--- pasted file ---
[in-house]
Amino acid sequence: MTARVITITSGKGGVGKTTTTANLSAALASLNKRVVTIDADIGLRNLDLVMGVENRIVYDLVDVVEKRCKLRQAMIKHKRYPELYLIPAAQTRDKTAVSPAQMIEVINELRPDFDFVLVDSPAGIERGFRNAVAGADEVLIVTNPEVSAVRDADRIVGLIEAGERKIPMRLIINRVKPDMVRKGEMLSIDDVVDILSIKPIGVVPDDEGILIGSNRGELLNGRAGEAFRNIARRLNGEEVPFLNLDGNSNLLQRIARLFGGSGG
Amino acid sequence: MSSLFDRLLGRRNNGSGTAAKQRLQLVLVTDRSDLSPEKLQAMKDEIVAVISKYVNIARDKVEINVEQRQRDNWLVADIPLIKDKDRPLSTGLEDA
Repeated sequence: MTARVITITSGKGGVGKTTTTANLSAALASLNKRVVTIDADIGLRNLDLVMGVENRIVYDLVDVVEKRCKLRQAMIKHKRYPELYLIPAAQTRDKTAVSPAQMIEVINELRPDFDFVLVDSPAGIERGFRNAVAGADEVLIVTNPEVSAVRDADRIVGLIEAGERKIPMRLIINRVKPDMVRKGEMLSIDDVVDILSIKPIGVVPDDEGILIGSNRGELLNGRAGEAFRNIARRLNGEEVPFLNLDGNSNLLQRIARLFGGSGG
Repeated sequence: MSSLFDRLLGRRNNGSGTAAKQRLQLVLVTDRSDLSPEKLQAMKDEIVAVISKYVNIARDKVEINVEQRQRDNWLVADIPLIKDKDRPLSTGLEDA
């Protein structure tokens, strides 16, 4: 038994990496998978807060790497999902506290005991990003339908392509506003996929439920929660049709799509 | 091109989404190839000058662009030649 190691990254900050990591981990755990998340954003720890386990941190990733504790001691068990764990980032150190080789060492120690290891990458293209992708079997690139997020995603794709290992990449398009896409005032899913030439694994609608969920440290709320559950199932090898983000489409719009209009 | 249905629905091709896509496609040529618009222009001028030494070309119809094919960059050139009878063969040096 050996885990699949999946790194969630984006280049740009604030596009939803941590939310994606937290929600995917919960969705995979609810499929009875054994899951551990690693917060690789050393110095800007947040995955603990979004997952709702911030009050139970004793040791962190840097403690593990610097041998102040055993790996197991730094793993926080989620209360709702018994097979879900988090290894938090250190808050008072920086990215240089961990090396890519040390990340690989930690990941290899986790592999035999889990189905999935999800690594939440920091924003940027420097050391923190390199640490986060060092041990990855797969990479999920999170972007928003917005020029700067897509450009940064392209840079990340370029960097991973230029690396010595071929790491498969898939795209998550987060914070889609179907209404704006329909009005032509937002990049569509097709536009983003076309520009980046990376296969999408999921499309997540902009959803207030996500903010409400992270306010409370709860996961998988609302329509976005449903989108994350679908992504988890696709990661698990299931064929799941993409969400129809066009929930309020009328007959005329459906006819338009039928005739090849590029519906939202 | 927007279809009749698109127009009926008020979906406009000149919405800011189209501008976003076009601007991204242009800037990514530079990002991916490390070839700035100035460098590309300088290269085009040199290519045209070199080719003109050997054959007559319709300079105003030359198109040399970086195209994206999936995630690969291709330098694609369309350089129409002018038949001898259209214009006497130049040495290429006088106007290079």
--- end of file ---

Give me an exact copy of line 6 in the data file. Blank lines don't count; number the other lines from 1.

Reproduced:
């Protein structure tokens, strides 16, 4: 038994990496998978807060790497999902506290005991990003339908392509506003996929439920929660049709799509 | 091109989404190839000058662009030649 190691990254900050990591981990755990998340954003720890386990941190990733504790001691068990764990980032150190080789060492120690290891990458293209992708079997690139997020995603794709290992990449398009896409005032899913030439694994609608969920440290709320559950199932090898983000489409719009209009 | 249905629905091709896509496609040529618009222009001028030494070309119809094919960059050139009878063969040096 050996885990699949999946790194969630984006280049740009604030596009939803941590939310994606937290929600995917919960969705995979609810499929009875054994899951551990690693917060690789050393110095800007947040995955603990979004997952709702911030009050139970004793040791962190840097403690593990610097041998102040055993790996197991730094793993926080989620209360709702018994097979879900988090290894938090250190808050008072920086990215240089961990090396890519040390990340690989930690990941290899986790592999035999889990189905999935999800690594939440920091924003940027420097050391923190390199640490986060060092041990990855797969990479999920999170972007928003917005020029700067897509450009940064392209840079990340370029960097991973230029690396010595071929790491498969898939795209998550987060914070889609179907209404704006329909009005032509937002990049569509097709536009983003076309520009980046990376296969999408999921499309997540902009959803207030996500903010409400992270306010409370709860996961998988609302329509976005449903989108994350679908992504988890696709990661698990299931064929799941993409969400129809066009929930309020009328007959005329459906006819338009039928005739090849590029519906939202 | 927007279809009749698109127009009926008020979906406009000149919405800011189209501008976003076009601007991204242009800037990514530079990002991916490390070839700035100035460098590309300088290269085009040199290519045209070199080719003109050997054959007559319709300079105003030359198109040399970086195209994206999936995630690969291709330098694609369309350089129409002018038949001898259209214009006497130049040495290429006088106007290079």